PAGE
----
Trend Micro & Software Patents
So it seems that Trend Micro is trying to push themselves around on other antivirus products with a patent that they have on performing antivirus detection on SMTP and FTP gateways. Some commercial vendors have already settled with them over this, however Trend Micro are now suing Barracuda for their use and distrribution of ClamAV. ClamAV is an open source product, which Trend Micro feels infringes upon their patent. A few links on the subject, then I’ll move on to my personal Trend Micro story:
In my opinion, whatever the open source community decides to do with Trend Micro at this point is fine by me. I started my personal boycott of Trend Micro just under a year and a half ago. Why, you might be asking? Story time…
The Tale of the Trend Micro Lunchless Lunch-and-Learn (or why I will never purchase or recommend a Trend Micro product)
A colleague and I attended SANS Network Security in October of 2006, for the purpose of attending Ed Skoudis’ excellent “Hacker Techniques and Incident Handling Class”, leading up to the GCIH exam. At these larger SANS conferences there is a vendor expo with booths, and also “Lunch and Learn” events throughout the week that vendors take care of. These events are win-win. The vendors get a captive audience for a presentation, and the attendees get a free, and very convenient lunch. Especially at events like NS in Vegas, it can be very difficult to leave the event, eat lunch, and get back in time for class, so the “Lunch and Learns” are very nice.
At the vendor expo, Trend Micro had a booth with a computer running an IRC client, and a setup where they were replaying a packet dump of a carding-oriented IRC channel. Having investigated incidents that involve these channels in the past, I made attempts to discuss the nature of carder/info trading channels with the Trend Micro representative, however he was very reluctant to talk to me (even though there was no one else around). He stated that if we wanted to know more, we could attend his presentation later in the week. I should have known at this point that this guy wasn’t worth the time and forgotten about the whole thing.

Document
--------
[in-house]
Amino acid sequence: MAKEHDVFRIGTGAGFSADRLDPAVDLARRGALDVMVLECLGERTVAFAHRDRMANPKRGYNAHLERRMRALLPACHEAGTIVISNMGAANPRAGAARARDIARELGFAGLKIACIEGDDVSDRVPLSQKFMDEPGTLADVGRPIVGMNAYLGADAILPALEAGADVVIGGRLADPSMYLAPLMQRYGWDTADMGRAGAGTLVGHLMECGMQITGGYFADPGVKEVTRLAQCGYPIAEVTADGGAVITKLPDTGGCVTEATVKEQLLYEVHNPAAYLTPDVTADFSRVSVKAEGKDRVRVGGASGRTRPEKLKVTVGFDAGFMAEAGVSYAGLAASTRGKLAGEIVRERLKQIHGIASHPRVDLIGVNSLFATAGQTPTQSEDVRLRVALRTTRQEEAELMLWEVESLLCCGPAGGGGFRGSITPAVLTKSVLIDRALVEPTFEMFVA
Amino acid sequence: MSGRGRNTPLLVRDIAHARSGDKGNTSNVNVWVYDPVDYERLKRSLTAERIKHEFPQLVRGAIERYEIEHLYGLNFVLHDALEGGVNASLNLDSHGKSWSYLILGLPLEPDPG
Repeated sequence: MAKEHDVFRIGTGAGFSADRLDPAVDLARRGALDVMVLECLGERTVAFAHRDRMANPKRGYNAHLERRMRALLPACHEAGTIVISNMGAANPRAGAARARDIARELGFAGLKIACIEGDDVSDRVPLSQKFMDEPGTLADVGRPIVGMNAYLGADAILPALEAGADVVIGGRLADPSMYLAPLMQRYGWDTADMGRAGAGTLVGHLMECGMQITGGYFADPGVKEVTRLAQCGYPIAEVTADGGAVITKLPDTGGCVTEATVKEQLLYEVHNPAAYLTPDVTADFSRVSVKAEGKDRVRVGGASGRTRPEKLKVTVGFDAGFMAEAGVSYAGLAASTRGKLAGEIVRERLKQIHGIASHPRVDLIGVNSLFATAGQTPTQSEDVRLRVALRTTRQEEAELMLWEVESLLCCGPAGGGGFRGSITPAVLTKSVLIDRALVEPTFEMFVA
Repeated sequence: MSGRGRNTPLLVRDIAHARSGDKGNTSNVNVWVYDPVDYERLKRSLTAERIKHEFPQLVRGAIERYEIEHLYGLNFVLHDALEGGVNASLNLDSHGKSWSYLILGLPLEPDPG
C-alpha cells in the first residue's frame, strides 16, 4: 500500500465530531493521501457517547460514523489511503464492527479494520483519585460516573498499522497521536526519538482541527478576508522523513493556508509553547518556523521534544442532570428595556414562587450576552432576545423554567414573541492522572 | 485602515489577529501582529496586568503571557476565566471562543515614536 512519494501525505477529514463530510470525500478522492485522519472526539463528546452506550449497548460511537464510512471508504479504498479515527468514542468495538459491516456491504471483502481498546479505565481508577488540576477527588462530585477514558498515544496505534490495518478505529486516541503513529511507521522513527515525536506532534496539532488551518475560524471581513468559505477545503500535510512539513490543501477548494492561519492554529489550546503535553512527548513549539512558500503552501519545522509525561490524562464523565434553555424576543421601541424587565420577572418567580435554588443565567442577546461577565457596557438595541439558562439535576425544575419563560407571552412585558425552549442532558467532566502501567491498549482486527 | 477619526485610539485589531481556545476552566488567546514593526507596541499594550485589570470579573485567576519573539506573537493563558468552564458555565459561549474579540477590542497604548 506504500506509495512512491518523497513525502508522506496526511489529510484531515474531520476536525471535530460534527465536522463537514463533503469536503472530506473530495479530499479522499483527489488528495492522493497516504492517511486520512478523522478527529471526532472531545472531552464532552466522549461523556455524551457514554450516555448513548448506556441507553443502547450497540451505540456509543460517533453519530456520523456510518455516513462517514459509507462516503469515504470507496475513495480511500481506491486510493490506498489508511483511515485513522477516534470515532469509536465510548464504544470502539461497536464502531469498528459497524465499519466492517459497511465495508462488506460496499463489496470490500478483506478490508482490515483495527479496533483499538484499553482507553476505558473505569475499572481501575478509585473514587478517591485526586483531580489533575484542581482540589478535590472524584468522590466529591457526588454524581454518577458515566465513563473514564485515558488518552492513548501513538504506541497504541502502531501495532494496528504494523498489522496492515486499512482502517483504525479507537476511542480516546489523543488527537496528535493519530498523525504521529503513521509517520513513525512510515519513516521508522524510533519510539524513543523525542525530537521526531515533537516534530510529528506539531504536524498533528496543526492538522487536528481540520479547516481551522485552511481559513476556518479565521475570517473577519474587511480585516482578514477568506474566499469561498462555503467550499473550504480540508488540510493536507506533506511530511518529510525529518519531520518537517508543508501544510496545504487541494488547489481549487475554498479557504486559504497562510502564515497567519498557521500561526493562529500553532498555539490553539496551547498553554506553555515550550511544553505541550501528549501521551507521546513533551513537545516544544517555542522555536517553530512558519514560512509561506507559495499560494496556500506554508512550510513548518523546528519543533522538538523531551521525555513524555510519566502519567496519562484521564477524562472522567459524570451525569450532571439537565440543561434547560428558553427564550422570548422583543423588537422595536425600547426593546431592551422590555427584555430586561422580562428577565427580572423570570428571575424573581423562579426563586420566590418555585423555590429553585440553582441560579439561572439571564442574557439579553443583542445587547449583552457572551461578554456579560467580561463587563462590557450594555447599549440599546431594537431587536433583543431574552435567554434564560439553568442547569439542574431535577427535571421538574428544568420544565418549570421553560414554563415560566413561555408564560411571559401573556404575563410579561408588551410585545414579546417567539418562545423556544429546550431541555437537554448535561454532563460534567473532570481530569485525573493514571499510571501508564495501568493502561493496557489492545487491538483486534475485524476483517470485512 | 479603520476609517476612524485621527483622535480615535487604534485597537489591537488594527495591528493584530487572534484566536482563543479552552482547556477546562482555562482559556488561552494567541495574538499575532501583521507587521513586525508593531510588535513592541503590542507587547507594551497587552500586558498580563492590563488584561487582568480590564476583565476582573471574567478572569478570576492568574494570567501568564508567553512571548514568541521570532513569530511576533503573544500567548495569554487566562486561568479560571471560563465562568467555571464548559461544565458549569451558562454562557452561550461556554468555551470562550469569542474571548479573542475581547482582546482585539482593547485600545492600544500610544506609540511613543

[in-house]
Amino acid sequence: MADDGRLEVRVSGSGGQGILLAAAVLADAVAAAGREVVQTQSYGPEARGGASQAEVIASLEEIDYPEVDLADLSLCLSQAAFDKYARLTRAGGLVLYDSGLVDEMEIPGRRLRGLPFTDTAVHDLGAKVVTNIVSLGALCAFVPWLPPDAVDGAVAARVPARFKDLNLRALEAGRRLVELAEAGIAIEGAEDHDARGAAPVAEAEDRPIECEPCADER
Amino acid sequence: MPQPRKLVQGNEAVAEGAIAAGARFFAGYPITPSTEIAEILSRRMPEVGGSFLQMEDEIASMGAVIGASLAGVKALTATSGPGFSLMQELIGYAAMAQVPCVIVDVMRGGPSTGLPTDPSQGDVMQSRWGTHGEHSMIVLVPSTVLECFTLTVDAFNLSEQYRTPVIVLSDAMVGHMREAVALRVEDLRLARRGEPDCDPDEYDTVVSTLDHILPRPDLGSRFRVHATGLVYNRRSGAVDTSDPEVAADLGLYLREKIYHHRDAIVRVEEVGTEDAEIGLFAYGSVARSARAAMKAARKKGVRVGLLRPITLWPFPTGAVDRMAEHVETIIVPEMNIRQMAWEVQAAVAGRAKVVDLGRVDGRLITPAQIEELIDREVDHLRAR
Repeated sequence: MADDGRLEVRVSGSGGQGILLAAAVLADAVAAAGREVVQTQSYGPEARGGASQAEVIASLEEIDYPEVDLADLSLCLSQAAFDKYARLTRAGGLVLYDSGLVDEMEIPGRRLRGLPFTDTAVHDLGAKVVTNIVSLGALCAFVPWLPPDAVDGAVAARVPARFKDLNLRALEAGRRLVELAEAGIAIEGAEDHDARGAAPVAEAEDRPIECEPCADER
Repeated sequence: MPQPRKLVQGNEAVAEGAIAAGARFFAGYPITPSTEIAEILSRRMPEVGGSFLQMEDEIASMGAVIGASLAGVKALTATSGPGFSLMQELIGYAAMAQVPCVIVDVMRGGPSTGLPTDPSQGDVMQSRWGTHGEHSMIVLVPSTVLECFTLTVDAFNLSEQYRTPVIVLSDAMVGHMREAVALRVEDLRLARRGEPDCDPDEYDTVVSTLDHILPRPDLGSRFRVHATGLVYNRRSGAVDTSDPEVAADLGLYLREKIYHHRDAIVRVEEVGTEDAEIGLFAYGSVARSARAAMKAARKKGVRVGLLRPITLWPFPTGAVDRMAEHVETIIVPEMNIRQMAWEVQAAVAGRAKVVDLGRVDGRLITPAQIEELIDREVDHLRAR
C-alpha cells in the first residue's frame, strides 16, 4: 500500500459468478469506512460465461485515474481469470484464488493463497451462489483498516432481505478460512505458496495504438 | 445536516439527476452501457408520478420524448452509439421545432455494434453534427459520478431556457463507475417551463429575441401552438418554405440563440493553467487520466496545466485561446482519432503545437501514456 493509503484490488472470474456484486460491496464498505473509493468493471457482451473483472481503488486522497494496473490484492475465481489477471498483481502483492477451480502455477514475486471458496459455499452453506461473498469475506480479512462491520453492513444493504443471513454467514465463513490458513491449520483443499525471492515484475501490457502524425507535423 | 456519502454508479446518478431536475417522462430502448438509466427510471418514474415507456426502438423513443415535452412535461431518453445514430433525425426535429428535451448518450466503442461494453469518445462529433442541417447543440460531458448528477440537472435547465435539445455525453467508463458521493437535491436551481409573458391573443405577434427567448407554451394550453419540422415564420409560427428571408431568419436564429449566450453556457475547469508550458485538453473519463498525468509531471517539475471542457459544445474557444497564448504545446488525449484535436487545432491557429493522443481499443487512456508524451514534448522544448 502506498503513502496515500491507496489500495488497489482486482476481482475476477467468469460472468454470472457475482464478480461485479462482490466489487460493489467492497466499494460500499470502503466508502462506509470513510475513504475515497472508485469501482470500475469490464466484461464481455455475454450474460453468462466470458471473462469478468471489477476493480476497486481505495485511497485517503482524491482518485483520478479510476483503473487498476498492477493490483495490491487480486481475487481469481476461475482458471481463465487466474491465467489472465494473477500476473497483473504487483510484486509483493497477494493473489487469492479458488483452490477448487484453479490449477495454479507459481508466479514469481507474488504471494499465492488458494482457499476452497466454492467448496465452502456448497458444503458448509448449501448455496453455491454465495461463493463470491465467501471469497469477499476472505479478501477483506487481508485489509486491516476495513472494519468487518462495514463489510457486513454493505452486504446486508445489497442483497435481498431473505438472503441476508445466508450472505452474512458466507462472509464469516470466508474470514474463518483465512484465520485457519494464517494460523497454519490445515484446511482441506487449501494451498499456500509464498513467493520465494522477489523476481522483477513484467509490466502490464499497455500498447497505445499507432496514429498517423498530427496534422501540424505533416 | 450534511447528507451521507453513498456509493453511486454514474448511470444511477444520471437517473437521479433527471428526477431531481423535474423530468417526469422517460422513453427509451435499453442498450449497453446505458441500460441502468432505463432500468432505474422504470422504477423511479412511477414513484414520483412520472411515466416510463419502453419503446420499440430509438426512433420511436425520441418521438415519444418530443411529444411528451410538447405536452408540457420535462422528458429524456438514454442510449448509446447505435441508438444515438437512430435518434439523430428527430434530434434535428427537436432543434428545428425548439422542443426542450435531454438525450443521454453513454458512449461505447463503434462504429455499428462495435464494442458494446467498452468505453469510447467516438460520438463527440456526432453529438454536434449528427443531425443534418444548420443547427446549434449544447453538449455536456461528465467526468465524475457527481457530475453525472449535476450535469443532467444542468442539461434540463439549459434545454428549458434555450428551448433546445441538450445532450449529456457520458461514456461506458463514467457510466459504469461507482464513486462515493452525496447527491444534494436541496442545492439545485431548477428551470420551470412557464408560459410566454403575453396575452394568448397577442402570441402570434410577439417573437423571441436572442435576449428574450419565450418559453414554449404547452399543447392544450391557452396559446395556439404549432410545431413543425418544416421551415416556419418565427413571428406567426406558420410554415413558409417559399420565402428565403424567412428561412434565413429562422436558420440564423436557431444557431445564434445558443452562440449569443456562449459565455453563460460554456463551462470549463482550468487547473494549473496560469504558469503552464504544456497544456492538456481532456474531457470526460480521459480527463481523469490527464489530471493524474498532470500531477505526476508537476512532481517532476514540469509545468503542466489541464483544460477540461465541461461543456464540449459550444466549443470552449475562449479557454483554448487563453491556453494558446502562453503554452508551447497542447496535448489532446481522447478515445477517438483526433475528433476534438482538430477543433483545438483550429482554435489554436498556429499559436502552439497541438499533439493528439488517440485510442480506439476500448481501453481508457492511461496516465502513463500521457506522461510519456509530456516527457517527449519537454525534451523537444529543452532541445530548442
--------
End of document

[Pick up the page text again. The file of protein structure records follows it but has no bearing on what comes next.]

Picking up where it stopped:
On Friday of that week, we left class to attend the talk, and let me tell you it was a train wreck. What many attendees will remember about it was that there was no Lunch, an important aspect of a talk billed as a “Lunch and Learn”. This is bad enough, with 150 or so attendees being unable to get lunch before their training began again (once the presentation got started, it was already too late to feasibly leave and eat lunch).
What was worse was the quality of the presentation. The representative was not a very good presenter, and had no sense of time or pacing. To our astonishment, the slides used had IRC logs similar to those that were scrolling by on the screen at the vendor expo, and these logs contained personal information being traded about the victims of credit card fraud, uncensored. It seems like the least they could have done was attempt to prevent the further spread of data like this.
When the presentation was over (and it ran over-time by a significant amount), a SANS representative informed the audience that Trend Micro was going to “make up” for the lack of lunch, which the presenter seemed very upset about. Later, we were all given gift-cards good for the restaurants in the hotel, with enough money on them to cover a buffet dinner that night, which at least helped after having not eaten that day.
There was, however, never an apology about this from Trend Micro. When I emailed Trend Micro to inform them of how unprofessional their chosen representative was, and how poorly they were represented, I never received a response. It seems to me that they are fine with what has happened regarding this, and not eager to present themselves well to others in the computer security community.
And for that, I completely support this boycott, as I have since long before it started.